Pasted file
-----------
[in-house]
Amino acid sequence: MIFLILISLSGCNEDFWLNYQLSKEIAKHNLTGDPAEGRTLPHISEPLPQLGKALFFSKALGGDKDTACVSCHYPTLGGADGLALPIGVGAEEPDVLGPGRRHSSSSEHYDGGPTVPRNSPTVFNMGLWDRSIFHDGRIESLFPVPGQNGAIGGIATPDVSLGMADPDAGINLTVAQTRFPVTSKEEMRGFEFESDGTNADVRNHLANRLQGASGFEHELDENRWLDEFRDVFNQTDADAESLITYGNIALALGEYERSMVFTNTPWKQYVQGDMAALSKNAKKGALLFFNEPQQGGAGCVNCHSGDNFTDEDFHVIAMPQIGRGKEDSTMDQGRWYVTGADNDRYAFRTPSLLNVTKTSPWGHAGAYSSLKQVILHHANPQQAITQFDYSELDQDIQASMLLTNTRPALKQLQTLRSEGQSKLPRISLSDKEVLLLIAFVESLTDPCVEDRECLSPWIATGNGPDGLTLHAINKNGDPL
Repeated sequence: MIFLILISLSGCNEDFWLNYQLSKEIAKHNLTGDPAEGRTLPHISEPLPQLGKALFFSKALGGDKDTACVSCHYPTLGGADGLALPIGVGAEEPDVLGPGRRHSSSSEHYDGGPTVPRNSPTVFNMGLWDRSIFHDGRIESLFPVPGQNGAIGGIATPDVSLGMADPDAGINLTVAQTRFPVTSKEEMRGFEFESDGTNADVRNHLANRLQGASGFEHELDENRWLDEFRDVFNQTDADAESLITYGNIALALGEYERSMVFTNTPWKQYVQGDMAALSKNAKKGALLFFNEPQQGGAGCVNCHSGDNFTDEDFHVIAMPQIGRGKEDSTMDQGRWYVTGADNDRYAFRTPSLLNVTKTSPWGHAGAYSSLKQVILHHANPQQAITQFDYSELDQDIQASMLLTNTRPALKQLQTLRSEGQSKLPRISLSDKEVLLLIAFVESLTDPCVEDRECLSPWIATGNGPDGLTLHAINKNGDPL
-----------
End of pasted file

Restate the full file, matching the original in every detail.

[in-house]
Amino acid sequence: MIFLILISLSGCNEDFWLNYQLSKEIAKHNLTGDPAEGRTLPHISEPLPQLGKALFFSKALGGDKDTACVSCHYPTLGGADGLALPIGVGAEEPDVLGPGRRHSSSSEHYDGGPTVPRNSPTVFNMGLWDRSIFHDGRIESLFPVPGQNGAIGGIATPDVSLGMADPDAGINLTVAQTRFPVTSKEEMRGFEFESDGTNADVRNHLANRLQGASGFEHELDENRWLDEFRDVFNQTDADAESLITYGNIALALGEYERSMVFTNTPWKQYVQGDMAALSKNAKKGALLFFNEPQQGGAGCVNCHSGDNFTDEDFHVIAMPQIGRGKEDSTMDQGRWYVTGADNDRYAFRTPSLLNVTKTSPWGHAGAYSSLKQVILHHANPQQAITQFDYSELDQDIQASMLLTNTRPALKQLQTLRSEGQSKLPRISLSDKEVLLLIAFVESLTDPCVEDRECLSPWIATGNGPDGLTLHAINKNGDPL
Repeated sequence: MIFLILISLSGCNEDFWLNYQLSKEIAKHNLTGDPAEGRTLPHISEPLPQLGKALFFSKALGGDKDTACVSCHYPTLGGADGLALPIGVGAEEPDVLGPGRRHSSSSEHYDGGPTVPRNSPTVFNMGLWDRSIFHDGRIESLFPVPGQNGAIGGIATPDVSLGMADPDAGINLTVAQTRFPVTSKEEMRGFEFESDGTNADVRNHLANRLQGASGFEHELDENRWLDEFRDVFNQTDADAESLITYGNIALALGEYERSMVFTNTPWKQYVQGDMAALSKNAKKGALLFFNEPQQGGAGCVNCHSGDNFTDEDFHVIAMPQIGRGKEDSTMDQGRWYVTGADNDRYAFRTPSLLNVTKTSPWGHAGAYSSLKQVILHHANPQQAITQFDYSELDQDIQASMLLTNTRPALKQLQTLRSEGQSKLPRISLSDKEVLLLIAFVESLTDPCVEDRECLSPWIATGNGPDGLTLHAINKNGDPL